Sunday, November 20, 2011

Breaking bones

music: Ryuichi Sakamoto - Seven Samurai

Source: Yahoo! Movies

I wasn't planning a post on Breaking Dawn. Heck, I wasn't planning to see it during its opening weekend. But I have seen it. And in between all the laughs it made me quite angry.

Having a movie like Breaking Dawn come out during the whole planned parenthood debate in the States is quite the backlash. Obviously, the backlash this movie might create can't be compared to the backlash created by American legislators and politicians. However, the fact that a mass phenomenon like the Twilight series carries such an obvious anti-abortion message is just as disturbing as the horror birth scene in Breaking Dawn - Part 1.

Watching Breaking Dawn reminded me of my high school religion teacher. There was smth really strange about that woman. No matter how annoyed I was by the things that she was saying, I was always listening to her, like actually listening. I don't remember an exact quote, but she did say smth about dying during childbirth being the biggest sacrifice a woman could make and that consequently, that makes her a martyr - and not metaphorically. At that time I didn't give it much consideration but now, having seen Breaking Dawn, it got me so angry. Just seeing Bella looking like a corpse but still defending the little monster that was breaking her bones and sucking her blood made me sick to my stomach. And then, the message that the woman who dies in childbirth is some sort of saint is made clear when all her bruises and signs of death are magically erased and she becomes this heavenly glowing creature. (Sreencaps after the jump; apologies for the bad quality).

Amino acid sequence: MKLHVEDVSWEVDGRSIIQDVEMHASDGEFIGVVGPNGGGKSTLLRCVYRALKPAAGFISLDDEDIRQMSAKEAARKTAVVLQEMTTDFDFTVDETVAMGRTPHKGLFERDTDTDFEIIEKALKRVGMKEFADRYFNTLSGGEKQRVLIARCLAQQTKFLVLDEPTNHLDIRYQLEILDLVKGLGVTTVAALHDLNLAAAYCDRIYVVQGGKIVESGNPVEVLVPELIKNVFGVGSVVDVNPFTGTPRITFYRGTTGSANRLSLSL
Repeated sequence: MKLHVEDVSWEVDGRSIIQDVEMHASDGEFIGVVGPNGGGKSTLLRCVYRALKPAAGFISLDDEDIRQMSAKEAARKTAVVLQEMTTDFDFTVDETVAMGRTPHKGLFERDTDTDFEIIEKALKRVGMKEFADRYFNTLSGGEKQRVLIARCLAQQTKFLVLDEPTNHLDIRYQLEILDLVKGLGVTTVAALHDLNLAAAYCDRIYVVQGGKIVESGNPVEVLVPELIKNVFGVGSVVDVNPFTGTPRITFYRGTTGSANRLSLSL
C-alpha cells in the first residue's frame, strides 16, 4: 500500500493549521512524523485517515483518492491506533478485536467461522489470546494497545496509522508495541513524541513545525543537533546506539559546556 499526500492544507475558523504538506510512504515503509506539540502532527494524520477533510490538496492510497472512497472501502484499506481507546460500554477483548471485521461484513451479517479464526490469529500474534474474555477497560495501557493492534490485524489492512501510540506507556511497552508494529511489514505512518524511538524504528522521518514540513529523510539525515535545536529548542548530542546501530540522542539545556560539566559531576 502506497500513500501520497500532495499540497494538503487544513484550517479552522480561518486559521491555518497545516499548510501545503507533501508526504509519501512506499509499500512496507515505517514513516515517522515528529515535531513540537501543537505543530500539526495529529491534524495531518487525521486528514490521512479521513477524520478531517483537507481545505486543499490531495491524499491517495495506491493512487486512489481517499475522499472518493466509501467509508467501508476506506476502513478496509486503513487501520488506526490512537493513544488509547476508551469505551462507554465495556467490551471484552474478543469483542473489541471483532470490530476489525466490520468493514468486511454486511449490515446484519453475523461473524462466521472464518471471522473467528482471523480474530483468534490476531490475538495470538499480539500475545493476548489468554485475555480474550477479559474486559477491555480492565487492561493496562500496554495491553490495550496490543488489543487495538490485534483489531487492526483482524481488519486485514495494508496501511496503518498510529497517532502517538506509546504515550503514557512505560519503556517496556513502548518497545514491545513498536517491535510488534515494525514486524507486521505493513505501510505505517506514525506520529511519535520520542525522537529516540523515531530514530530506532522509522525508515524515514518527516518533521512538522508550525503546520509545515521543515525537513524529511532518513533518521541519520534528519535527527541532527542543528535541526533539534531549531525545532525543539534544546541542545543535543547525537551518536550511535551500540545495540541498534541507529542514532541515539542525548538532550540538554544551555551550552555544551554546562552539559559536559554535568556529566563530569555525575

I gave up on Stephenie Meyer's Breaking Dawn b/c I was already bored with the books but mostly b/c it was really silly. Every line of dialogue made me laugh. I could already anticipate what some of the characters would say, I could anticipate Jacob's imprinting on Renesmee. Renesmee... seriously, that name alone is a good enough reason to stop reading the book. But it was this imprinting business that was the last straw. It's disturbing how many anti-women instances are romanticized in these books.

I sort of liked the first movie b/c it was more like a teen movie. And Edward lurking in the dark in Bella's bedroom, I saw that as him being the stereotypical bad boy Bella should stay away from. Twilight was harmless. However, the amount of anti-women messages in Breaking Dawn is difficult to ignore.




(Ah, poor Kristen Stewart. What have they done to her? This makes me look forward to seeing her kick some ass in Snow White and The Huntsman. Though I wish she had more parts in movies like The Runaways or On the Road.)

Update (11/21/11):

+ Vuture/ NY Magazine: Can a Grown Werewolf Falling in Love With a Newborn Not Be Creepy? (And Seven Other Things About Breaking Dawn)
+ Vulture/ NY Magazine: The Spoiler Interview: Breaking Dawn’s Screenwriter Discusses the Sex Scene, the Bloody Birth, and Feminism

There's an ongoing debate between the Cullens about whether to call Bella's in-utero child a "fetus" or a "baby" … you're aware that some commentators may pick up on the abortion undertones there and run with it?
Absolutely, and as a pro-choice feminist, that was certainly my concern going in. No matter what, I would not have done this movie if it violated my own beliefs — I would have just walked away — so I had to find a way into it that was in line with my own thinking and yet not violating anyone else's beliefs.

"Undertones", that's the key word. To be fair, Melissa Rosenberg does deserve some credit for those undertones. I don't think her "undertones" really change Stephenie Meyer's anti-abortion message but I get it - she did what she could with the material she had.

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